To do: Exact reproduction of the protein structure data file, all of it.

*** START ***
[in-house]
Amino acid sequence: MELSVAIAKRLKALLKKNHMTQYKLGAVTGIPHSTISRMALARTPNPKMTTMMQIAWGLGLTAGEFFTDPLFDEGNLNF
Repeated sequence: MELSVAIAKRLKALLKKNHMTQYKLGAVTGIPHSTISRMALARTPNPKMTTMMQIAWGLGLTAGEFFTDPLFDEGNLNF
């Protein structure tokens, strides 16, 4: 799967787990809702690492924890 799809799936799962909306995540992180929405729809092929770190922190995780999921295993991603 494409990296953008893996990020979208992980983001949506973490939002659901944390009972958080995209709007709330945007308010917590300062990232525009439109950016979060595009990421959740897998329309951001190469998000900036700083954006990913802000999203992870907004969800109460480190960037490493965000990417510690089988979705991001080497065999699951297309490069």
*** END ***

[in-house]
Amino acid sequence: MELSVAIAKRLKALLKKNHMTQYKLGAVTGIPHSTISRMALARTPNPKMTTMMQIAWGLGLTAGEFFTDPLFDEGNLNF
Repeated sequence: MELSVAIAKRLKALLKKNHMTQYKLGAVTGIPHSTISRMALARTPNPKMTTMMQIAWGLGLTAGEFFTDPLFDEGNLNF
């Protein structure tokens, strides 16, 4: 799967787990809702690492924890 799809799936799962909306995540992180929405729809092929770190922190995780999921295993991603 494409990296953008893996990020979208992980983001949506973490939002659901944390009972958080995209709007709330945007308010917590300062990232525009439109950016979060595009990421959740897998329309951001190469998000900036700083954006990913802000999203992870907004969800109460480190960037490493965000990417510690089988979705991001080497065999699951297309490069």